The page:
The annual tradition of CIS schools crossing the border to be slaughtered by NCAA opponents wrapped up last weekend. As usual, the Canadian University clubs, many playing 3 games in 3 nights and all on the road, came away with very few wins and a lot of losses. Some of our friends south of the border might be inclined to pound their chest and continue to look down on the level of CIS hockey because of the results but I'd argue that they should pause for a minute and consider one thing.
Despite a combined lopsided record of 5-28-4, CIS clubs fared better against NCAA competition than their counterparts in the Atlantic Hockey Conference have so far this year.
The CIS wins were claimed by St. Francis Xavier X-Men (6-4 over Boston University), The University of Ontario Institute of Technology Ridgebacks (3-2 over Michigan), St.FX again (8-5 over Northeastern), Carleton University Ravens (5-2 over St. Lawrence) and the University of New Brunswick Varsity Reds (2-1 over Holy Cross).
Queens tied Canisius, McGill did the same against Denver, UNB tied Mass-Lowell and Carelton and Colgate ended equal as well.
That's a winning percentage of just .135, not a success rate that anyone would really brag about. But reflecting on an August conversation we had with USCHO.com writer/RIT voice Chris Lerch, I found it interesting to compare with a DIV I conference.
After the first week of NCAA regular season play, the Atlantic Hockey conference (AHA) has won just one of 19 games against their fellow Division I opponents. 1-15-3 (.053) is the combined record of the 12 AHA teams and it should be pointed out that Robert Morris' victory actually came against a club within the same conference so... odds were pretty good that one of the teams was going to come away with a win.
As was the norm for the CIS schools, there were some one-sided scores to be found. Regina was spanked 8-1 by North Dakota, RPI thumped Acadia 7-0 and Western Michigan beat Toronto 7-2.
AHA teams were also on the receiving end of a few butt kickings including Union over Army 8-1, Nebraska-Omaha's 5-1 pasting of Mercyhurst and the Minnesota Golden Gophers embarrassing Sacred Heart in two games by a combined score of 15-0.
"Been covering D-I and D-III for decades. Most CIS teams are on D-III level. Most OUA teams regularly lose to D-III teams," was a line from Chris Lerch that really stuck with me. The above certainly doesn't disprove what he's saying because no D-III three teams were involved in any of these games. Considering the .135 winning record against DIV-I programs, it's quite possible that the overall CIS record against DIV-III is also sub-.500.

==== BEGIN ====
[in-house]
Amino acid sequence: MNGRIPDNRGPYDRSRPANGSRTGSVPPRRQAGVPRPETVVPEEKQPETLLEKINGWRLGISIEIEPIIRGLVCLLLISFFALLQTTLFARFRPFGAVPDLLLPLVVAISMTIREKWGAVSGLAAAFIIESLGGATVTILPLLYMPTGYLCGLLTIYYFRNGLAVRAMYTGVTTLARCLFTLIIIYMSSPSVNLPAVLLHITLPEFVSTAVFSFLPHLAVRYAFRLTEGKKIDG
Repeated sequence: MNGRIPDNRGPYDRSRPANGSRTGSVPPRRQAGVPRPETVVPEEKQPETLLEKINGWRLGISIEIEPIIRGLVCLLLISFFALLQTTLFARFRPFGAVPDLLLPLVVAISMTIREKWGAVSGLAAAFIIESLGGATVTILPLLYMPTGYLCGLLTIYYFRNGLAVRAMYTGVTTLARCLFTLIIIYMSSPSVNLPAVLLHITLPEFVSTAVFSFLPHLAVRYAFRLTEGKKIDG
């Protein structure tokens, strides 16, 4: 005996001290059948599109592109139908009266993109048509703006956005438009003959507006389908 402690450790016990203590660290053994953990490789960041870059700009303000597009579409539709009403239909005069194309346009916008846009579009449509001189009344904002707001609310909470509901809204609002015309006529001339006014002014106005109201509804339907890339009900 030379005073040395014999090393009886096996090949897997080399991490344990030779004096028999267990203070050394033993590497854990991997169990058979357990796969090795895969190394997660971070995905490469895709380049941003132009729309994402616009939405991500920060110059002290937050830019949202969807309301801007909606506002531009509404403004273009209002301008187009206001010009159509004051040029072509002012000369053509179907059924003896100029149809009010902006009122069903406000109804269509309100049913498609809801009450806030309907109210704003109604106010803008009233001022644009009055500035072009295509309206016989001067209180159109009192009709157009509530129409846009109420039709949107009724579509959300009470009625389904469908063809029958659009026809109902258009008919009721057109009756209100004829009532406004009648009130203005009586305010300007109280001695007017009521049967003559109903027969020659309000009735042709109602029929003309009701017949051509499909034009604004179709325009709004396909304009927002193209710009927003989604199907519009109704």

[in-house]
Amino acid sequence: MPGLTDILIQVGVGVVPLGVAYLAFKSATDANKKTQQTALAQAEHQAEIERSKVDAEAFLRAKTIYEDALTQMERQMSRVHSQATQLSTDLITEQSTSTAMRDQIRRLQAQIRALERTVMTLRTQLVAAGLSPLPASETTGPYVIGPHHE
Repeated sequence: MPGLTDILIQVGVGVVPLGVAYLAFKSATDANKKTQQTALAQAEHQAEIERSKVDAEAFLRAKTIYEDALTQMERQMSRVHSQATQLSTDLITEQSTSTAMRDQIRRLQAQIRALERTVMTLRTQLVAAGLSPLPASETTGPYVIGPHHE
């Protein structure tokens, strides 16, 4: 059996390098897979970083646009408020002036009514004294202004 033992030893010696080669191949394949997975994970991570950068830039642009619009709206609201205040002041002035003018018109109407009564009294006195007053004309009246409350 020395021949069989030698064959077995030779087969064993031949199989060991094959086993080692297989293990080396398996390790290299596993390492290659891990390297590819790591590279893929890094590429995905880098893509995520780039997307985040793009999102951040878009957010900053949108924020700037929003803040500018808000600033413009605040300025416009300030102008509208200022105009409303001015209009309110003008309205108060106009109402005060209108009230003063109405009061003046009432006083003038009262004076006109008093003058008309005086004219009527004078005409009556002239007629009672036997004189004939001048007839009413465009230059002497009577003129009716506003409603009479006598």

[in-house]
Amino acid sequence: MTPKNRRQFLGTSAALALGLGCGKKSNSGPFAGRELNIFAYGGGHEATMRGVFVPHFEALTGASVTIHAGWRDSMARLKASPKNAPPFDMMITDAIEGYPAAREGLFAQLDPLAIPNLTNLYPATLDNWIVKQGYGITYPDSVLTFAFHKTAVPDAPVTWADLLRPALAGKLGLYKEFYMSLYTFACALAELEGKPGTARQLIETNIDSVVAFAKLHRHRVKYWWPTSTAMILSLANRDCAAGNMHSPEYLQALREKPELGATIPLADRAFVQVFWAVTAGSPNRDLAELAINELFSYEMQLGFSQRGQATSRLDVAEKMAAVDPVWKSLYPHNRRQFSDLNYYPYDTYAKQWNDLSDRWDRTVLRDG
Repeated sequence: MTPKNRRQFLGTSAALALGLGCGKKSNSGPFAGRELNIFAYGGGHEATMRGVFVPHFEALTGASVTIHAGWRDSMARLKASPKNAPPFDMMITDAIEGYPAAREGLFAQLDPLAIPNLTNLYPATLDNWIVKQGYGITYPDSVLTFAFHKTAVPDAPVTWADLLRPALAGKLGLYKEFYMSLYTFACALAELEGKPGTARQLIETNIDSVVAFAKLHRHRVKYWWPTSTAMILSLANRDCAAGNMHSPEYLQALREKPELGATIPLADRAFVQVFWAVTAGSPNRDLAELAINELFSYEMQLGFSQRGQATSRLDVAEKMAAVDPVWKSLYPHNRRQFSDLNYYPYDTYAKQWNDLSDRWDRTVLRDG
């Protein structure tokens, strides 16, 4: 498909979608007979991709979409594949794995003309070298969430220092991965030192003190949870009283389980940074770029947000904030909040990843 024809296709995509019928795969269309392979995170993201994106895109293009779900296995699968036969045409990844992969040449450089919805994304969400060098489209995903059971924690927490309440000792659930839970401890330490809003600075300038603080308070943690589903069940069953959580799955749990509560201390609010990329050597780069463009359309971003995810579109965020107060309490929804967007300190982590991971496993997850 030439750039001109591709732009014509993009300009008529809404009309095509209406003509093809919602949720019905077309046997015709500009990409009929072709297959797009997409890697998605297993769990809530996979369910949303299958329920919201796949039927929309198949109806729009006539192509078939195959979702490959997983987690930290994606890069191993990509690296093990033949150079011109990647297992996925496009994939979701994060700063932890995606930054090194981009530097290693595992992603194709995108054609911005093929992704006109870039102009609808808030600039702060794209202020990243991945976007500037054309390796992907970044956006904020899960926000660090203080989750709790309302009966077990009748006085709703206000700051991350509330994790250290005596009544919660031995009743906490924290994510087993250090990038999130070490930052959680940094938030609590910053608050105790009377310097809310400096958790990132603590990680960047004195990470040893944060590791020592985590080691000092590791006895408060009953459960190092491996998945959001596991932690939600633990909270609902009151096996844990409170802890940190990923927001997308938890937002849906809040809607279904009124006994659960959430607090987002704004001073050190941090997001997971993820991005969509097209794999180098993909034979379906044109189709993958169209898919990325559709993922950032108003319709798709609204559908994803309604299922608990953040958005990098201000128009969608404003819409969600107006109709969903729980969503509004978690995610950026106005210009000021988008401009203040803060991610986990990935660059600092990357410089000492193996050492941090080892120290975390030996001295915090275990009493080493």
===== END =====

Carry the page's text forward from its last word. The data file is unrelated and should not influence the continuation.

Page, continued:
It should be pointed out that half of the teams currently ranked in the CIS top 10 were not involved in any of the exhibition games so basing the quality of an entire league on the results of these exhibitions would be pretty flawed.
The OUA, the league mentioned by Lerch, is the weakest conference in CIS hockey, much like the AHA is clearly the weak sister in NCAA circles. Obviously we don't judge the overall quality of NCAA hockey by the performance of Niagara, Bentley, American International and Army so doing the same for CIS without Saskatchewan, Alberta, Calgary, etc is just as silly.
That said, if we allow for the possibility that CIS overall is generally on par or even slightly weaker than DIV-III, what do these results mean? If CIS is really no better than DIV-III caliber and yet managed to post a better record against NCAA opponents than the AHA... what does that say about Atlantic Hockey?
If Atlantic Hockey was part of the CIS landscape, expanding it to a five conference loop... where would they fit in compared to the AUS and Canada West? Would a program like 2010 Frozen Four participant RIT dominate or would they be challenged by New Brunswick, Alberta, McGill and Saskatchewan? Is there any reason to think Lakehead, UBC, Saint Mary's or Western Ontario couldn't have success against Holy Cross, Connecticut and Niagara?
Now that's a conversation.